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The two main characters in Of Mice and Men are George and Lennie, but George pulls the strings. He is the dominant one in the relationship.
George is a ranch hand and dresses coarsely.
Physical traits describe what a character looks like. Here is some direct characterization of George’s physical traits.
George is directly described in the beginning of chapter 1 as “small and quick, dark of face, with restless eyes and sharp, strong features” and like Lennie, “dressed in denim trousers and in denim coats with brass buttons” (ch 1).
Notice that words like “sharp” and “strong” impress upon the reader that although George is the smaller of the two, he is in charge.
George looks out for Lennie.
Personality traits describe what a character acts like. There is some indirect characterization in George’s interaction with Lennie when Lennie stops to drink.
The small man stepped nervously beside him.
“Lennie!” he said sharply. “Lennie, for God’ sakes don’t drink so much.” (ch 1)
In just a few short sentences we learn that though Lennie is much bigger, George is looking out for him. We also learn that George is nervous. This is further reinforced in his angry diatribe at the bus driver dropping them off too soon as his snapping at Lennie when he asks yet again where they are going. He is frustrated that Lennie only remembers the rabbit farm he promised him. Yet George is kind to Lennie also, weaving the dream of their own rabbit farm to keep them going.
Another telling example of George’s character is how he treats the situation with the boss in chapter 2. He makes sure Lennie knows not to talk, because once the boss sees him work he won’t question them. George is cautious about meeting the boss, and asks what he is like and is impressed that the boss gave his workers liquor for Christmas.
George has survival skills.
George is polite and deferential to the boss. When the boss asks him why they are late, he looks at his feet. When the boss gets suspicious that George is answering for Lennie, George is clearly concerned that they will lose the job.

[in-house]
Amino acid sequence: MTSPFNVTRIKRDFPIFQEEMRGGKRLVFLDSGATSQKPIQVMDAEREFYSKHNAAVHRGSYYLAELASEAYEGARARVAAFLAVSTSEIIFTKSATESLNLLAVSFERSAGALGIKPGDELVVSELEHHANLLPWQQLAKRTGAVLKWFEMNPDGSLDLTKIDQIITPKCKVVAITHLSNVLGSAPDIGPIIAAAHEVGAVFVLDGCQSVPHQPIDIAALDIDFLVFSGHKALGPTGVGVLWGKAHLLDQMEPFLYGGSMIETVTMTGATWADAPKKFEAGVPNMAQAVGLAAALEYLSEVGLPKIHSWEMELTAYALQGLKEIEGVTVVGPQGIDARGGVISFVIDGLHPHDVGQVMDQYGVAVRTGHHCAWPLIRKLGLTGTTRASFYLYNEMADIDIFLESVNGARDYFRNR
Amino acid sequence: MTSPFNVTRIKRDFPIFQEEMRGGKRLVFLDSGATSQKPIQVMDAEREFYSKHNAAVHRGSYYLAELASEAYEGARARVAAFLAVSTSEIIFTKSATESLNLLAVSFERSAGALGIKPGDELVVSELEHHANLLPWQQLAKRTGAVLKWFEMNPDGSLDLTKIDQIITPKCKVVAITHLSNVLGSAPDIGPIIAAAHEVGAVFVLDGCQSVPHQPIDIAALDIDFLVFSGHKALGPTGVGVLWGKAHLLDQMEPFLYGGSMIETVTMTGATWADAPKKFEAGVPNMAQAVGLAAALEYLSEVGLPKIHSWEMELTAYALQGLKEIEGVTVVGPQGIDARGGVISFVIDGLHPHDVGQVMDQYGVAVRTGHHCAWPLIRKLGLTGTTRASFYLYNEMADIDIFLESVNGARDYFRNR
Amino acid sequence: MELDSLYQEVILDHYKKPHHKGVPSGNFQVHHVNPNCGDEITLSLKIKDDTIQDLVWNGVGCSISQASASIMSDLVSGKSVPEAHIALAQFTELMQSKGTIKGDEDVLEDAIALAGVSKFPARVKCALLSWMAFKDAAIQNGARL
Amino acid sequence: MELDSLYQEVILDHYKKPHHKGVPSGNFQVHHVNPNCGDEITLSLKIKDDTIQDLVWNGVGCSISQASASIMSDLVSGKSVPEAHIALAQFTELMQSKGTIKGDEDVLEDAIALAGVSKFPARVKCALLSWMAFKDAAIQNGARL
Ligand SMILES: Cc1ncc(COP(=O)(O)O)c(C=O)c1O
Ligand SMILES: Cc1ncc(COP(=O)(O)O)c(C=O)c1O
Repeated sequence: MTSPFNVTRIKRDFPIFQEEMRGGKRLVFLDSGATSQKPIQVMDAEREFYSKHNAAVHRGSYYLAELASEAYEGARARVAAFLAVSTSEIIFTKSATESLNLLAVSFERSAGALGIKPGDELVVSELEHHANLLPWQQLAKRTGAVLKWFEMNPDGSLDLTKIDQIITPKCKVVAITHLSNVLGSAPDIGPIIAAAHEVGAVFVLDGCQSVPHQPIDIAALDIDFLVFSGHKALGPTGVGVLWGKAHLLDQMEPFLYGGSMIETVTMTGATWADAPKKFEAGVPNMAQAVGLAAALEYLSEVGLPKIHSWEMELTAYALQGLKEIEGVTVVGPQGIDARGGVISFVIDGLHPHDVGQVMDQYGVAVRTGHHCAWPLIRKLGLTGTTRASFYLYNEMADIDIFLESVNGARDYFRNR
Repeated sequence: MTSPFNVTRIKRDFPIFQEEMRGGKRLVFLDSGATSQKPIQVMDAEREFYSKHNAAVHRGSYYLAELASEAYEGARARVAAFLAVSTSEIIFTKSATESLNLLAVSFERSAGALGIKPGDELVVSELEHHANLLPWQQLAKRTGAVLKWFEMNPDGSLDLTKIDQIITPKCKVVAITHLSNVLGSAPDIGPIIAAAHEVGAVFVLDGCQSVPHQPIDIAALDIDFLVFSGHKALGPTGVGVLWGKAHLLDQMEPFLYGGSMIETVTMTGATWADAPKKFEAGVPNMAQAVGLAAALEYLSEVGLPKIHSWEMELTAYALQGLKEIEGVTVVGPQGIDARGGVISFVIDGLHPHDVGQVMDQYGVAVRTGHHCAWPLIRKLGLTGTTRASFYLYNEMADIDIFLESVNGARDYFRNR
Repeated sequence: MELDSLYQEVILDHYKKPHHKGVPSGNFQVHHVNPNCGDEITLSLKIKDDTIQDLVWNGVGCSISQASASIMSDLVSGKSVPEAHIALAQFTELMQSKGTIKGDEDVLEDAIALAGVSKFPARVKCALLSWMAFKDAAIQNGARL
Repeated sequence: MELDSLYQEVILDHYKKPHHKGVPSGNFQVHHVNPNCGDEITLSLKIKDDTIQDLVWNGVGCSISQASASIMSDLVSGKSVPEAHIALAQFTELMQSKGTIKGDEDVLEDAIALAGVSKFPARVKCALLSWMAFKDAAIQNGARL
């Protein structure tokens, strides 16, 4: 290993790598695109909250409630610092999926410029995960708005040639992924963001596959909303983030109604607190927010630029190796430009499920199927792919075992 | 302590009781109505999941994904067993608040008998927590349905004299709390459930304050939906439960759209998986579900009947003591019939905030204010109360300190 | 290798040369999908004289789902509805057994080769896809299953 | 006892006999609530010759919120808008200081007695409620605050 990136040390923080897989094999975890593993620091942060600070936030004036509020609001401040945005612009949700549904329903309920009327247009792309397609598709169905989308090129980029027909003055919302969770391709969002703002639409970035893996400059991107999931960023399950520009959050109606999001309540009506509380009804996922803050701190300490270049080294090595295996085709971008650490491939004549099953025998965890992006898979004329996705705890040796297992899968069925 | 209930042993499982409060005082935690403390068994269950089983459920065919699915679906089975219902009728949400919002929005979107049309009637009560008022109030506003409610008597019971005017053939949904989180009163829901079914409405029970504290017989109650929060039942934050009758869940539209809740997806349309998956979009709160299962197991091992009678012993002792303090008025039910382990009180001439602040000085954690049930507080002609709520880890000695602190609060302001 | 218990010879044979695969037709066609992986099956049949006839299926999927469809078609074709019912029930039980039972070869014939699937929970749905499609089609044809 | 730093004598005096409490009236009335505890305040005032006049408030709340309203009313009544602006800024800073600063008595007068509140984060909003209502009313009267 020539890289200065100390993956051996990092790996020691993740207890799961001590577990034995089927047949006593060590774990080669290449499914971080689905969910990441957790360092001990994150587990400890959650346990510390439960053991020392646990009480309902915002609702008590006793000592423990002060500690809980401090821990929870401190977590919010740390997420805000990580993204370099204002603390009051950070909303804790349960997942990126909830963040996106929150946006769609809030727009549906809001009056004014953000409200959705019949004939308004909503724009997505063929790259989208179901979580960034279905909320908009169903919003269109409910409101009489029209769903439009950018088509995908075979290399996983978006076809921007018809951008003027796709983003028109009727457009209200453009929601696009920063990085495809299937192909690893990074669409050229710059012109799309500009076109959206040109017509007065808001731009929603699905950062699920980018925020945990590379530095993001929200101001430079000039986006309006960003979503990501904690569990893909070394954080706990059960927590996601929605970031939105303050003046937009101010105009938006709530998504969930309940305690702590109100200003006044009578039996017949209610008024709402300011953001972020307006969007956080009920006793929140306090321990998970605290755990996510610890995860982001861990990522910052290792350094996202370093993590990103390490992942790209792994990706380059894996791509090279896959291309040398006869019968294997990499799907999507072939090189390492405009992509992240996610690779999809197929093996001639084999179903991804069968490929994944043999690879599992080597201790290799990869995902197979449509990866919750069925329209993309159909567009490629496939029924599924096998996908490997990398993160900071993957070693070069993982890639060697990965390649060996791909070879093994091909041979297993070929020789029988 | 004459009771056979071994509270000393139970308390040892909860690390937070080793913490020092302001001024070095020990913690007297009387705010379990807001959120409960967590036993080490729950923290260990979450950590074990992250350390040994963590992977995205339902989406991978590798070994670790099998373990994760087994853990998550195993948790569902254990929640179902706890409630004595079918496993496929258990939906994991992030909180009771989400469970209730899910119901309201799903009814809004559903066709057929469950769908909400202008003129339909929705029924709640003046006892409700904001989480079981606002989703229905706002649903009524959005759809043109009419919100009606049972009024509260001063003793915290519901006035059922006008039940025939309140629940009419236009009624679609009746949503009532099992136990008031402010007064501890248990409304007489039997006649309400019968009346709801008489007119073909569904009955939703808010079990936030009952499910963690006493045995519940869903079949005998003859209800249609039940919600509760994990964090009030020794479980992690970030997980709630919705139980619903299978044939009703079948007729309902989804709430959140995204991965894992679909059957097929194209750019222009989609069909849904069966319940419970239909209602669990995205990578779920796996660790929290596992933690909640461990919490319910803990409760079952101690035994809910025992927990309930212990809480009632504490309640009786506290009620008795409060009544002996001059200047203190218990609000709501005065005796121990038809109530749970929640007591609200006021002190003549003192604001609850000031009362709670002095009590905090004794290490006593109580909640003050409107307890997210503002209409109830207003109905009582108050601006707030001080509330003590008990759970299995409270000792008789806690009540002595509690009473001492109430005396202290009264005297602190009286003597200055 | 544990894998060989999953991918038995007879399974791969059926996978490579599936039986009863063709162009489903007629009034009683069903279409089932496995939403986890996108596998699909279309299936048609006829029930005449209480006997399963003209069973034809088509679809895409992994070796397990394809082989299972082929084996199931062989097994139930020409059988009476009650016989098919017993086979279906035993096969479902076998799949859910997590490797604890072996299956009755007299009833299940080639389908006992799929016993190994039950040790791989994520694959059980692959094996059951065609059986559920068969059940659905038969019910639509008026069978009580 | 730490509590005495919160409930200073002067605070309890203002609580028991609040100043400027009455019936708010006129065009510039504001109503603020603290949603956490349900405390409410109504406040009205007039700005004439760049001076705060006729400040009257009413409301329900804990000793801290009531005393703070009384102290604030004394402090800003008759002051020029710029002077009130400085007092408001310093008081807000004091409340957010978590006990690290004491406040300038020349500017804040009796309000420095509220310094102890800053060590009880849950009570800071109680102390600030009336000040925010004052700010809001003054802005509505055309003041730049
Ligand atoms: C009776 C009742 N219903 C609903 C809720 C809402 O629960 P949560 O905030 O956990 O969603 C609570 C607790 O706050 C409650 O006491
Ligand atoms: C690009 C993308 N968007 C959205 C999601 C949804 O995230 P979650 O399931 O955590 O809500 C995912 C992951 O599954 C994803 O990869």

In a panic, Lennie looked at George for help. “He can do anything you tell him,” said George. “He’s a good skinner. He can rassel grain bags, drive a cultivator. He can do anything. Just give him a try.”
The boss turned on George. “Then why don’t you let him answer? What you trying to put over?” (ch 2)
Lennie is panicked, but George remains calm and gives a quick answer.
George likes to stick to himself (with Lennie).
George’s conversation with Candy shows he wants to stick to himself and avoid trouble. He looks out for Lennie and avoids conflict with others. When he catches Candy listening to his conversation with Lennie, he gets angry.
“You was pokin’ your big ears into our business,” George said. “I don’t like nobody to get nosey.” (ch 2)
George comments that a man shouldn’t be nosey if he wants to stay working. He is also tense when they meet the other ranch hands, waiting to see how they will take Lennie. George worries that a fight will break out.
“Sure,” said George. “I seen plenty tough little guys. But this Curley better not make no mistakes about Lennie. Lennie ain’t handy, but this Curley punk is gonna get hurt if he messes around with Lennie.” (ch 2)
George worries about getting into a fight with Curley, or Lennie getting into trouble messing with Curley’s flirtatious wife.
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